I posted last year that I expected Lexus to eventually go to an ES-LS sedan strategy, and that the death of the GS was bad for the IS because of R&D/manufacturing efficiencies. Many of you disagreed with me and said that was foolish, which it might have seemed at the time. I also posted recently that the future as a Lexus enthusiast is accepting the reality of who Lexus is now, and not expecting them to be who they were ten or fifteen years ago. That's a bit of a painful transition, but not doing so is setting yourself up for disappointment and anger. The execution and reception of this IS are interesting to me based on these two points.
We know Lexus has a way of fulfilling their own predetermined destiny for certain models:
1. Introduce a product that is half-baked and fundamentally lacking some competitive advantage (a reflection of slashed R&D budgets to begin with).
2. During the lifecycle, do not fully invest in said product to bring it up to par with competitors.
3. Remove or reduce advertising support.
4. Watch sales dwindle.
5. Explain that because of low sales, said vehicle is a waste of resources and those buyers are either non-essential to the brand or can be covered with a different model.
6. Cancel the vehicle in question.
Or put simply: Not invest, neglect, nix.
Pulling the IS out of global markets and saying that the ES sells in higher volume... does that sound similar?
An extended lifecycle with no new or uncompetitive powertrains... seems like I've seen this before?
Unsubstantiated rumors about a next generation when it's clear that the current one is on life support... deja vu?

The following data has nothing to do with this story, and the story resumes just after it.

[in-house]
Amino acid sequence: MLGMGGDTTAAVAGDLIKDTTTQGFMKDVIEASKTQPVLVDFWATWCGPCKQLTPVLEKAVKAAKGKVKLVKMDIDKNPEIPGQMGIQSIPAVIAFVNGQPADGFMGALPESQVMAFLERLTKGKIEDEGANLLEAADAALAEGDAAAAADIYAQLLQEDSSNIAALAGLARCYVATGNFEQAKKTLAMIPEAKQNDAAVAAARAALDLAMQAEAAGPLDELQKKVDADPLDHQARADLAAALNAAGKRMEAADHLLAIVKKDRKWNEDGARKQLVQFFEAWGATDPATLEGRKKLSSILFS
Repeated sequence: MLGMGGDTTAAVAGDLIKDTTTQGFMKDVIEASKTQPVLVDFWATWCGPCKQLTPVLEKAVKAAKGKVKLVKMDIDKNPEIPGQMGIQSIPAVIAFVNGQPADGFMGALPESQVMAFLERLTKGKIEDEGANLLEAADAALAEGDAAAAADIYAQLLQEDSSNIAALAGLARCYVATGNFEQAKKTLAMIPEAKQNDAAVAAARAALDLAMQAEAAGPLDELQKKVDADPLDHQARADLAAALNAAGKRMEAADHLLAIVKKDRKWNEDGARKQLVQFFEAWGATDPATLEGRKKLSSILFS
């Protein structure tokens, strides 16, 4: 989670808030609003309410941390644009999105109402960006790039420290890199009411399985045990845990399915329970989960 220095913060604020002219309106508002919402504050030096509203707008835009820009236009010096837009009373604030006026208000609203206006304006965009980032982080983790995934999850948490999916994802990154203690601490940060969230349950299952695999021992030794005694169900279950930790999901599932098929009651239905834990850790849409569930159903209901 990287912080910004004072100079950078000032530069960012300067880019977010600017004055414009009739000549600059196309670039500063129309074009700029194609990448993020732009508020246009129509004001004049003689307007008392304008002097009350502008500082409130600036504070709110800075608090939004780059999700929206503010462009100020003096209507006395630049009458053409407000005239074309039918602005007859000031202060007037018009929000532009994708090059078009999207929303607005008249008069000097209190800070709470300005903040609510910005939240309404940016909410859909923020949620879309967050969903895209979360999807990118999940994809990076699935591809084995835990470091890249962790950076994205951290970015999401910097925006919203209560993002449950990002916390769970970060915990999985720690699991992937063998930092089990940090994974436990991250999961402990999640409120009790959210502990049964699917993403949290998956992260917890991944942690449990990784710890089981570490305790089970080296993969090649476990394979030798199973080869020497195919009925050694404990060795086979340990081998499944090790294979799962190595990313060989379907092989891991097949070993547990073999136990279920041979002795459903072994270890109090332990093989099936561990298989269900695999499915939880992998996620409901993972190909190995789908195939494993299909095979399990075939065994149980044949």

Lexus has had the last 8+ years to plan and develop a new 4IS, and they didn't. And they didn't even bother to add a new engine, or some new trick technology. You will see this a week from today. The extended lifecycle and lack of investment in the IS is bad enough, but if you really think they're going to pull it out of markets like UK, the EU and China, then miraculously bring it back as a BEV in 3 years, I have a bridge to sell you. Product management just doesn't work like that.
I admire the optimism that some of you have, and I also understand those of you making the business case about profitability. But with profitability, there also has to be pride and pioneering. Think about where Lexus would be if they never had products like the IS, GS and SC. Would you even be here? I wouldn't.
Think about a lineup of ES, LS, UX, NX, RX, GX, LX and LC. Think think about Acura and Infiniti, who are also down to one or two sedans. Something about Japanese culture has fundamentally ruined their luxury brands, and I can't quite put my finger on it. Conservatism? Lack of willingness to take risk? Gun shy after the 2009 financial collapse and then the 2011 tsunamis? Acura and Infiniti never got off the ground like Lexus, so seeing them fall and struggle hasn't been as bad, but Lexus' fall is both hard to watch and understand after such incredible success in the 90s and early 00s.
Yes, they're expanding globally and selling more cars than they were before for that reason, but it's clear there is no direction, no plan, no sense of identity and no appreciation for what made them great in the first place.